Page 9 - Healthcare News Senior Planning Guide 2022
P. 9

 Aging Gracefully
When It’s Time to Leave Home
Choose a Living Option That Suits Your Family’s Needs
TBy the National Institute on Aging
he decision about whether your parents should move is often tricky and emotional. Each family will have its own reasons for wanting (or not
wanting) to take such a step.
One family may decide a move is right because the
parents can no longer manage the home. For another family, the need for hands-on care in a long-term care facility motivates a change.
In the case of long-distance caregivers, the notion of moving can seem like a solution to the problem of not being close enough to help. For some caregivers, moving a sick or aging parent to their own home or community can be a viable alternative. Some families decide to have an adult child move back to the parent’s home to become the primary caregiver.
Keep in mind that leaving a home, community,
and familiar medical care can be very disruptive and difficult for the older parent, especially if they are not enthusiastic about the change. You might first want to explore what services are available in your parents’ community to help them in their home — including home health care, housekeeping, personal care, and transportation services.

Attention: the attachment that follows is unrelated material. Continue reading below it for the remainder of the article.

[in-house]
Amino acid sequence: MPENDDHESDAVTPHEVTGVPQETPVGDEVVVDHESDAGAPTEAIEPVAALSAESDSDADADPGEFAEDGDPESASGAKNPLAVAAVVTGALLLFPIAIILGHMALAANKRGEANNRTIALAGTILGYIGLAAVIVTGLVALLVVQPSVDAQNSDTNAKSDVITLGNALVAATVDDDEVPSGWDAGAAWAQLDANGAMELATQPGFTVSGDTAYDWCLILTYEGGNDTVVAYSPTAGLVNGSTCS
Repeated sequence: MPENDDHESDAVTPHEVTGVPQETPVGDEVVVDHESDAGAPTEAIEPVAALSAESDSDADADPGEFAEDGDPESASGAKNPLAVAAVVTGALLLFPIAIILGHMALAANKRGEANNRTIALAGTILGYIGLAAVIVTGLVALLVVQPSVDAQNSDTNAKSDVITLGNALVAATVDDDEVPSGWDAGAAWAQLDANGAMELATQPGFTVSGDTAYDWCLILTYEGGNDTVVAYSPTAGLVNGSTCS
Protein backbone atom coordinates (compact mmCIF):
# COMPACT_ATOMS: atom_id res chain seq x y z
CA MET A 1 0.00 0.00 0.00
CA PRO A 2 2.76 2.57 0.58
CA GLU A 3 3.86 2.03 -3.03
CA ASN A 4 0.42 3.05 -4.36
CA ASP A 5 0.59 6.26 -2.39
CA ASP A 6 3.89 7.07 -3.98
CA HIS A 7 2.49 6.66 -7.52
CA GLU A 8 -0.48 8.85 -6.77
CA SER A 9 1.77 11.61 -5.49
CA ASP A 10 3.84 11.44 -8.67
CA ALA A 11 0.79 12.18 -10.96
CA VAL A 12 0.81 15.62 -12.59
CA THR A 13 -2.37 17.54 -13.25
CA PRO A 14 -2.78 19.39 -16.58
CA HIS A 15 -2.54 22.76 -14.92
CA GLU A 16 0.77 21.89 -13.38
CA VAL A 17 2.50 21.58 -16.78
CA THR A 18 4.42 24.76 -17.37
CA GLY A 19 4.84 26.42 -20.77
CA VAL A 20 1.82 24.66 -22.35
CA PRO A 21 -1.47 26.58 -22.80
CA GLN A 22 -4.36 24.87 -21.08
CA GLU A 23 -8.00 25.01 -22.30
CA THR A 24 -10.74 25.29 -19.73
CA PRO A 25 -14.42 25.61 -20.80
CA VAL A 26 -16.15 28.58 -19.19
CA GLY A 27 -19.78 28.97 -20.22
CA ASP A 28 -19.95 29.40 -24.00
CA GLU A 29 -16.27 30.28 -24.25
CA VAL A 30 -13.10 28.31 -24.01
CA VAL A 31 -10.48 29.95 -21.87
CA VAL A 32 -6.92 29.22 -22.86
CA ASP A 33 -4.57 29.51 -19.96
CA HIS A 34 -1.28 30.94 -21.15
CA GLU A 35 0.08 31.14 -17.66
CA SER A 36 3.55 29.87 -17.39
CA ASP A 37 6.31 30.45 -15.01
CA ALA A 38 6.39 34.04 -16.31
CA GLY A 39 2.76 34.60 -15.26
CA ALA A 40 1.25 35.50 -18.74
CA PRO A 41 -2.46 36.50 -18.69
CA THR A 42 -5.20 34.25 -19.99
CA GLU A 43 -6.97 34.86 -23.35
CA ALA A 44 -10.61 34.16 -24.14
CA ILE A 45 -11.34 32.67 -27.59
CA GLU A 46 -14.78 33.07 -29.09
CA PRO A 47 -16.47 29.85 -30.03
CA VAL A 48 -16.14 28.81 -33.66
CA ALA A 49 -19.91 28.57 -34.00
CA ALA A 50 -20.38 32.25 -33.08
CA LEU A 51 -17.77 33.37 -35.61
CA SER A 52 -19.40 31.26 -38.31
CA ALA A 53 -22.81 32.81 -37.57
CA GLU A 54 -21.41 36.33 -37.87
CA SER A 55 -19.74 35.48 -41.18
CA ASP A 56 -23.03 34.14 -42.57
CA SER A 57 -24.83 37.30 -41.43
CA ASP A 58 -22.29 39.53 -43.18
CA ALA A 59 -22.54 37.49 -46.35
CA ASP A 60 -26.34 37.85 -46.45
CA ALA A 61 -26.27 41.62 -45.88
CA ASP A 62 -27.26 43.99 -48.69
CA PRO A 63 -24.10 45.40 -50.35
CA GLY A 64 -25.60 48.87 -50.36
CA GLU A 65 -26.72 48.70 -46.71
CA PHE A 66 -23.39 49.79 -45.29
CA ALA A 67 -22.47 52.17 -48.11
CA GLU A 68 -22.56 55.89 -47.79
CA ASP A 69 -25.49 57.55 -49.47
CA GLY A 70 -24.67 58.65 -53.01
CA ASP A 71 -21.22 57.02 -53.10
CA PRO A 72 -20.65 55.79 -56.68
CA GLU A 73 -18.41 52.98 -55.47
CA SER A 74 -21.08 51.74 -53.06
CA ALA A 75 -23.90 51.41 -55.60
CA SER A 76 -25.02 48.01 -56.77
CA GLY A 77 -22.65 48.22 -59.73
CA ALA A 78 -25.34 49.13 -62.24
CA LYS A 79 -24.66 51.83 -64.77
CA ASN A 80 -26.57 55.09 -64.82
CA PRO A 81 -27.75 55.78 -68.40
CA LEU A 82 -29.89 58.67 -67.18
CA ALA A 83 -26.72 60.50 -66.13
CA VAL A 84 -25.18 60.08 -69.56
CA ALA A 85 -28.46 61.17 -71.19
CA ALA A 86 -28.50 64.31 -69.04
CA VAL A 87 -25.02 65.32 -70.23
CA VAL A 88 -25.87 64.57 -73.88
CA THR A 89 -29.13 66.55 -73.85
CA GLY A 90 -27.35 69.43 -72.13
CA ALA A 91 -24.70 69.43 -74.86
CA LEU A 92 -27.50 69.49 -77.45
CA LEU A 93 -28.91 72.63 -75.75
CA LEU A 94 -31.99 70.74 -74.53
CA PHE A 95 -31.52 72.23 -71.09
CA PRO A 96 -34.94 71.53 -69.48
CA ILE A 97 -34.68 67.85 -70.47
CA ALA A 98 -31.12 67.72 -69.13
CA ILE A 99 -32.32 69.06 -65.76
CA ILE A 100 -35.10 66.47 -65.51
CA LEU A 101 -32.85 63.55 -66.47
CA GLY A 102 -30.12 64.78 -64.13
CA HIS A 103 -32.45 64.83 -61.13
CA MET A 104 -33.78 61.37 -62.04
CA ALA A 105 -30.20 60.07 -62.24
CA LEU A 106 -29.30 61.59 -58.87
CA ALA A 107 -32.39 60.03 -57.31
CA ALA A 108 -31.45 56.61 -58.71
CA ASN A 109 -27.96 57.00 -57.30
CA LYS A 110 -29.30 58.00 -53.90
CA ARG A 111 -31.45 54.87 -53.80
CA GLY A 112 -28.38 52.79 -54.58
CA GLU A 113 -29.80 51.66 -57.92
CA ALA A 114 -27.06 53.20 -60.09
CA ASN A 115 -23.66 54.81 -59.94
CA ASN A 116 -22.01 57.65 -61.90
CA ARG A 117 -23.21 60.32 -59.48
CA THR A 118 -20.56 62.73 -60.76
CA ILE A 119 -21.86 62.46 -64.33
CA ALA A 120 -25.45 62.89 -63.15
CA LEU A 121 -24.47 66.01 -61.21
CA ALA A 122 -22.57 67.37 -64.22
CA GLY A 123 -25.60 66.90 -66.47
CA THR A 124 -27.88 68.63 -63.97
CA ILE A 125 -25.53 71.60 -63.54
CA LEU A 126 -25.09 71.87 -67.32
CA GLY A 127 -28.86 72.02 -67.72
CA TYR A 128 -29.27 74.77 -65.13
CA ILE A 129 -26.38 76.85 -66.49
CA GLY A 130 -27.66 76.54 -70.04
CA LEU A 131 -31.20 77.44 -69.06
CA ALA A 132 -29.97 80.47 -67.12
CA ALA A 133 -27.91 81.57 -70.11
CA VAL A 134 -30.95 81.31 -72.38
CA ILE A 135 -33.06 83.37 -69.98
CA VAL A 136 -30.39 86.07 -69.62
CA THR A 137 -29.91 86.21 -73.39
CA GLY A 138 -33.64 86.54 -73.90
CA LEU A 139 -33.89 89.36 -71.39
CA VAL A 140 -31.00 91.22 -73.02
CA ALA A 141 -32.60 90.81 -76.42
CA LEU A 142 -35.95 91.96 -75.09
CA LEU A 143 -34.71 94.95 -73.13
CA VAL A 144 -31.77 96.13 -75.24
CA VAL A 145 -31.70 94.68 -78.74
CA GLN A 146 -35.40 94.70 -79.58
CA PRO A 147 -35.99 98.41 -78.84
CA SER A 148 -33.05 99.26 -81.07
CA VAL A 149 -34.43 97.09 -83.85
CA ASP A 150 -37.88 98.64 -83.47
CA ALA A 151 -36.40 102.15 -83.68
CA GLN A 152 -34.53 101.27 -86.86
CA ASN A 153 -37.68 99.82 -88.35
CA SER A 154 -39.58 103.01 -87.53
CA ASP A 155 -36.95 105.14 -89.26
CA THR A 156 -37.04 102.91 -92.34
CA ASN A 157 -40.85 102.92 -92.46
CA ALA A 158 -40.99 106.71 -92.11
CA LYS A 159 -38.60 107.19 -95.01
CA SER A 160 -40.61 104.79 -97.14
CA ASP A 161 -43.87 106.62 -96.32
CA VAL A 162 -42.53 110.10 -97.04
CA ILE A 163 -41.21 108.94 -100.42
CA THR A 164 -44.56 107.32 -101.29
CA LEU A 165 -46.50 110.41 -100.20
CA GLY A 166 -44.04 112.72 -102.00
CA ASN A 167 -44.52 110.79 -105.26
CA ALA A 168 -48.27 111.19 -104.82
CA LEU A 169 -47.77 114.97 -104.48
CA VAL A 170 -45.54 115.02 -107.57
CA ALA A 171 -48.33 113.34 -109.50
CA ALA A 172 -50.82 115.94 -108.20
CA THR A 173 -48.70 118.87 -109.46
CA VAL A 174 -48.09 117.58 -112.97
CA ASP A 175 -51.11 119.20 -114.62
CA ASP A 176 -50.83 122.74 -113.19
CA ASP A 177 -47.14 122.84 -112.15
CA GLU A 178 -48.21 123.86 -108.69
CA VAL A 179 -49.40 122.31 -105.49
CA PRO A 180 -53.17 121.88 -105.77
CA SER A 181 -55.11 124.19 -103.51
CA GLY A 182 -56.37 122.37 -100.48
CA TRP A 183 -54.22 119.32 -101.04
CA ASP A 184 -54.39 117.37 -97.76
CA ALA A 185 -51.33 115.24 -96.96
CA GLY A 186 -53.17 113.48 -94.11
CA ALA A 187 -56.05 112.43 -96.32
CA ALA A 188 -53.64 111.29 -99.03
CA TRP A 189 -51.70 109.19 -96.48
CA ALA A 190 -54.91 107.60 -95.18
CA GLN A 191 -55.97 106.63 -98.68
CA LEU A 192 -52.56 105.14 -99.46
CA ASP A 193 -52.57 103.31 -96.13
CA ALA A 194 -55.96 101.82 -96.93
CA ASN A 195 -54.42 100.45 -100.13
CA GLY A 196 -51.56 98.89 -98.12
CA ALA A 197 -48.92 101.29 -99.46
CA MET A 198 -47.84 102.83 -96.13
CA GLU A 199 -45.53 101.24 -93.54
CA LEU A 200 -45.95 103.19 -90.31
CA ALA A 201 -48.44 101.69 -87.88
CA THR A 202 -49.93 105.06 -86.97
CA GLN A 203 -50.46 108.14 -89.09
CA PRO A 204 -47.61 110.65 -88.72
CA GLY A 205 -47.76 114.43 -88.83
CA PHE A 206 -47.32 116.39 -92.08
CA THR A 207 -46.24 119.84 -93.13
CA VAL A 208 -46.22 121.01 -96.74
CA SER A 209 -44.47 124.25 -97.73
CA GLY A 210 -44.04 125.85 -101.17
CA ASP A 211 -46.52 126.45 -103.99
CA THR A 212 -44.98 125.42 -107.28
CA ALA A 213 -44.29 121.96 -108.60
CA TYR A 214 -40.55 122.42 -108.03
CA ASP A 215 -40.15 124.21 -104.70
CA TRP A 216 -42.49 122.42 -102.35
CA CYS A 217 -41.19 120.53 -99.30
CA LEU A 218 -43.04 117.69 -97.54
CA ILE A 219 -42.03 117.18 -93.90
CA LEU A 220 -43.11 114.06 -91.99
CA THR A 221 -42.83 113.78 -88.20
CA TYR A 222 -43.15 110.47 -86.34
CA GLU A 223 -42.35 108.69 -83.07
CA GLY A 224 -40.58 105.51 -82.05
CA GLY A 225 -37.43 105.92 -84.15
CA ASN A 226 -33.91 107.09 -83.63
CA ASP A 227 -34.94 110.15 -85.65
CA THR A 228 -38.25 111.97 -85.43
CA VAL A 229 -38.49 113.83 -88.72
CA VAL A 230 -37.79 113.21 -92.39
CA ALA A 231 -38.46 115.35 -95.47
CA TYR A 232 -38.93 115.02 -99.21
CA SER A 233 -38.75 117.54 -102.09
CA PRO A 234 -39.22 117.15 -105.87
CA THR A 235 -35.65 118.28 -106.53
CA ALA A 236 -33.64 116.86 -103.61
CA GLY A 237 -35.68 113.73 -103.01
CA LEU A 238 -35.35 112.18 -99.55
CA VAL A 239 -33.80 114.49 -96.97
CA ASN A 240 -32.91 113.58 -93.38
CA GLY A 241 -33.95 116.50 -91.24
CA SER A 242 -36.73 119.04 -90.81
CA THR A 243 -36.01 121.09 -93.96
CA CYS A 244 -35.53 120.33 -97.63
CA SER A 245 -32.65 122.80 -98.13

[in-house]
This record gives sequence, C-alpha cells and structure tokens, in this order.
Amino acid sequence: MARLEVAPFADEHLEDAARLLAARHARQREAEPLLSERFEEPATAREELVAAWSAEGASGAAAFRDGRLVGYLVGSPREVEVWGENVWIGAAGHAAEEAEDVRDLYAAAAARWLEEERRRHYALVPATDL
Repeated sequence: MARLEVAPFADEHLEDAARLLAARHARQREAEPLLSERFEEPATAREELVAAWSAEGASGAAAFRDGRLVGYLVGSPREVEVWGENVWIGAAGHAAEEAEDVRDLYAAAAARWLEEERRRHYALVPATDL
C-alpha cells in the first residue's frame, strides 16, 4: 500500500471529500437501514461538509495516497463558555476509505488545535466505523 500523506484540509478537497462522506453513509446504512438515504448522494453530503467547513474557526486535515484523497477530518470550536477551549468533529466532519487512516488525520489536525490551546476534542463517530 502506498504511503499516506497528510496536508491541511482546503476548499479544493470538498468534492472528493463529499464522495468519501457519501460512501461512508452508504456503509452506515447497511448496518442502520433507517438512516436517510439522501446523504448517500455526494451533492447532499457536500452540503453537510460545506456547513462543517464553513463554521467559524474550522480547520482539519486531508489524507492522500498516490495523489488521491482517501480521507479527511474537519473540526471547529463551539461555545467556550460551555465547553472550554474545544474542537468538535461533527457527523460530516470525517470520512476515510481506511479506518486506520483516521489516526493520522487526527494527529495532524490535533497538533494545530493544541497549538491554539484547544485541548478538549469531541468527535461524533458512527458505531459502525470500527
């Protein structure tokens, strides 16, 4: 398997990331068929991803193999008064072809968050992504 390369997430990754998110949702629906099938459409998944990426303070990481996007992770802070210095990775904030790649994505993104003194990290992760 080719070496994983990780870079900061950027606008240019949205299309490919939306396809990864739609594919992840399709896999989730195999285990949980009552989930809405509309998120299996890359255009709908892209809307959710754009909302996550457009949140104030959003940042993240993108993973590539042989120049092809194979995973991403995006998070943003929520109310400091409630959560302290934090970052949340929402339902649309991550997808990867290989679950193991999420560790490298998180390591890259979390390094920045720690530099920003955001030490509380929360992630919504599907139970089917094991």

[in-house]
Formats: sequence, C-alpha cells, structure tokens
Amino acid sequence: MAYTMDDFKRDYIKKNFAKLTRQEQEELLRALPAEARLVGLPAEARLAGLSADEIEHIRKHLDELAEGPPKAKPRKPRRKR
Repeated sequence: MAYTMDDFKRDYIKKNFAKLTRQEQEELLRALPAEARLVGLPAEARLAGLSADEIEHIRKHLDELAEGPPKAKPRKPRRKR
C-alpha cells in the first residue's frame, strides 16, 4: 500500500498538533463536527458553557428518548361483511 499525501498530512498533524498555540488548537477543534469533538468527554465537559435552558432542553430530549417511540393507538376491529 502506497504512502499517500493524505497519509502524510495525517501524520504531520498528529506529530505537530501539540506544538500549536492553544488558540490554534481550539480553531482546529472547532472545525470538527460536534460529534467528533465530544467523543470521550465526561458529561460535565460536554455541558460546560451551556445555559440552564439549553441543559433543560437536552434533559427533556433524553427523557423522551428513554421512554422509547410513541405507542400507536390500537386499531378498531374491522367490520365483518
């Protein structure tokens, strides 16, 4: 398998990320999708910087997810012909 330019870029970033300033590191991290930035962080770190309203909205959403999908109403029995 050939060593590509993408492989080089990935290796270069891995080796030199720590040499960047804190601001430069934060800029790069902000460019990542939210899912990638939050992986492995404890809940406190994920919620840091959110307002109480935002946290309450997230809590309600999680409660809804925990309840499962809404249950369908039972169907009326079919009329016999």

Older adults and their families have some options
when it comes to deciding where to live, but these choices can be limited by factors such as illness, ability to perform activities of daily living (for example, eating, bathing, using the toilet, dressing, walking, and moving from bed to chair), financial resources, and personal preferences.
Making a decision that is best for your parent — and making that decision with your parent — can be difficult. Try to learn as much as you can about possible housing options.
Residential Facilities, Assisted
Living, and Nursing Homes
At some point, support from family, friends, and local programs may not be enough. People who require help full-time might move to a residential facility that provides many or all of the long-term care services they need.
Facility-based long-term care services include board and care homes, assisted-living facilities, nursing homes, and continuing-care retirement communities. Some facilities have only housing and housekeeping, but many also provide personal care and medical services. Many facilities offer special programs for people with Alzheimer’s disease and other types of
Board and care homes, also called residential care
facilities or group homes, are small private facilities,
usually with 20 or fewer residents. Rooms may be private or shared. Residents receive personal care and meals and have staff available around the clock. Nursing and medical care usually are not provided on site.
Assisted living is for people who need help with daily care, but not as much help as a nursing home provides. Assisted-living facilities range in size from as few as 25 residents to 120 or more. Typically, a few
Continued on page 46
 “Each family will have its own reasons for wanting (or not wanting) to take such a step.”
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